The blood-dimmed tide 0

The blood-dimmed tide is loosed, and everywhere

The ceremony of innocence is drowned;

The best lack all conviction, while the worst

Are full of passionate intensity.

– W. B. Yeats

*

We were for the war and regime change in Iraq. We were glad Saddam Hussein was deposed and hanged. We would like to see all despots brought to the same end.

But we never believed in Iraq’s becoming a true democracy, however many Iraqis cast their votes in however many elections. Nor is it.

The ritual imitation of democratic procedures is now being performed again.

Here’s a graphic report (perhaps a little too strained for emotional effect) on election campaigning Iraqi-style:

The slaughter of the al-Kaabi family last week horrified Iraqis who had prayed that the parliamentary elections next Sunday would be free from political violence.

Eight-year-old Ahmed was found hanging from a ceiling fan, blood dripping from slashed wrists tied behind his back. Little Rafel, her throat cut, was still in the purple and pink T-shirt she had worn to bed. The killers had gunned down Hussein al-Kaabi, 46, the children’s father, when he opened the front door last Monday night. They then appear to have gone methodically through the house in the Al-Wehdah district in southern Baghdad, knifing his wife and six children, some of them as they slept.

Photographs from the scene are shocking. Pretty nine-year-old Rafel looks almost peaceful, with locks of her dark hair hiding the wound on her neck. Seven-year-old Mais has a scarf wrapped around her mouth, obscuring the bloody wound on her neck. Ahmed looks painfully young and fragile, his football shirt evidence of his obsession with the game. Their mother, Widad, 36, was pregnant when she was shot and butchered. Family members said she appeared to have been running to help her husband.

Relatives said the only crime committed by Hussein, a guard for a wealthy farmer, was to have been hanging posters for Entifadh Qanbar, a candidate standing for the Shi’ite Iraqi National Alliance (INA).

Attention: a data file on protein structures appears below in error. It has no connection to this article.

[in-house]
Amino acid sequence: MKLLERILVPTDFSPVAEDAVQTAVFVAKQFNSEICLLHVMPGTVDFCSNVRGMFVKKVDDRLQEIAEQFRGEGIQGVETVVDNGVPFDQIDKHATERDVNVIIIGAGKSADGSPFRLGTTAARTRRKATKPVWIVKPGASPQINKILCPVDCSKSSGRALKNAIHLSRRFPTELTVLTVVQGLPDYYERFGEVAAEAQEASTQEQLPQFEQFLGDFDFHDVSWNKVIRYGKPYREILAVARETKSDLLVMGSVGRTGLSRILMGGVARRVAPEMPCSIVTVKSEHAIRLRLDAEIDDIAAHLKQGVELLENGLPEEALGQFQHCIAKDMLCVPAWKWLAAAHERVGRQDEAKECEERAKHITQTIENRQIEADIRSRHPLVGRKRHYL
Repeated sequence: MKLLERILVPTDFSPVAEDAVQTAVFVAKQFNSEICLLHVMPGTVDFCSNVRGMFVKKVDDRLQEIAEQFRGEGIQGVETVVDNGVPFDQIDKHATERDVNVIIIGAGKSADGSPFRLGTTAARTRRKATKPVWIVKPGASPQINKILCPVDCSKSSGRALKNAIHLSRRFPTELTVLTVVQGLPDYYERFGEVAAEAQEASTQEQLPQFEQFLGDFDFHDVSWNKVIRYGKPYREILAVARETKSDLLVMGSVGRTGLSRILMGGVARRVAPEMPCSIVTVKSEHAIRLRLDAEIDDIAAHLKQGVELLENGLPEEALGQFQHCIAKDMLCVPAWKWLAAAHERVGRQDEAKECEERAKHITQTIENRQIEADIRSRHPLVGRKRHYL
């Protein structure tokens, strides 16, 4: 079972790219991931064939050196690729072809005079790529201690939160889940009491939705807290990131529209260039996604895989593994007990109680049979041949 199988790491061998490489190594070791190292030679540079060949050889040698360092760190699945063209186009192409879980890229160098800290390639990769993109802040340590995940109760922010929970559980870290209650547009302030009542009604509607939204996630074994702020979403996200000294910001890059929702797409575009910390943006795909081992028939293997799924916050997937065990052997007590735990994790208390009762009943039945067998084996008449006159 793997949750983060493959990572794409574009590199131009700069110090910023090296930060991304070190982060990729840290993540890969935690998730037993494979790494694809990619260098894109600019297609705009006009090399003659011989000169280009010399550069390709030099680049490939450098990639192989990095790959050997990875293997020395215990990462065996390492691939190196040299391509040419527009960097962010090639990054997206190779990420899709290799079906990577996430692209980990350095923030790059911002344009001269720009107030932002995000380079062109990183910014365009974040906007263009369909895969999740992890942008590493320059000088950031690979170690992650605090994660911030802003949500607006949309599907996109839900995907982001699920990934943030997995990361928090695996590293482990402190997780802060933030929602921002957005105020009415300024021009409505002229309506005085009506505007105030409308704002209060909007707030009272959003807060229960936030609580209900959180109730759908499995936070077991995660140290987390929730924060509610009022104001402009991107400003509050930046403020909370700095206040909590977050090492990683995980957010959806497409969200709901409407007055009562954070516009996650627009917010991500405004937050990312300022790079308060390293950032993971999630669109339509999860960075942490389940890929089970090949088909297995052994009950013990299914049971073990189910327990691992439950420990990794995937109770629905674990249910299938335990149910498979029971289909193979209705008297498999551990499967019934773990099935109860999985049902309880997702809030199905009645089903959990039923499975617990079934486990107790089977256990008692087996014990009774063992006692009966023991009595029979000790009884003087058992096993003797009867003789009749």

“It was a premeditated act of political terror,” said Abdullah al-Kaabi, 52, Hussein’s cousin. “The people who did this are trying to make people fearful of working for their candidates, or scared to vote.” …

Qanbar [the candidate] blamed members of Saddam Hussein’s [banned] Ba’ath party for the killings. …

Many Iraqis had hoped the vote would be an opportunity to move past the old divisions but the slaughter of the Kaabis suggest they are still raw.

Nouri al-Maliki, the prime minister, is running as head of a secular Shi’ite-led bloc … [His] support has waned as his claim to have brought security to Iraq was undermined, not only by the murder of the Kaabi family, but also by a series of spectacular bombings.

Last month suicide bombers mounted co-ordinated attacks just minutes apart on Baghdad hotels that had been expected to house foreign election observers, killing 36 people and injuring 71. Following in the wake of similar attacks in August, October and December, they wrecked what had been a fragile but growing sense of security in Baghdad.

Since last summer, army and interior ministry security forces have assumed sole responsibility for security after the withdrawal of American troops from patrolling Iraqi cities. Officials had already warned that violence would escalate in the run-up to the vote.

Survivors of the blasts blamed hardline Ba’athists, believed to be allied with Al-Qaeda in Mesopotamia, a homegrown terrorist group linked to Osama bin Laden.

Maliki’s government, already under fire for a lack of tangible improvement in basic services, and allegations of corruption, is facing its toughest challenge from the INA, whose main partners are the pro-Iranian Supreme Islamic Iraqi Council and Moqtada al-Sadr, the anti-US cleric whose strength comes from the mostly poor Shi’ite majority.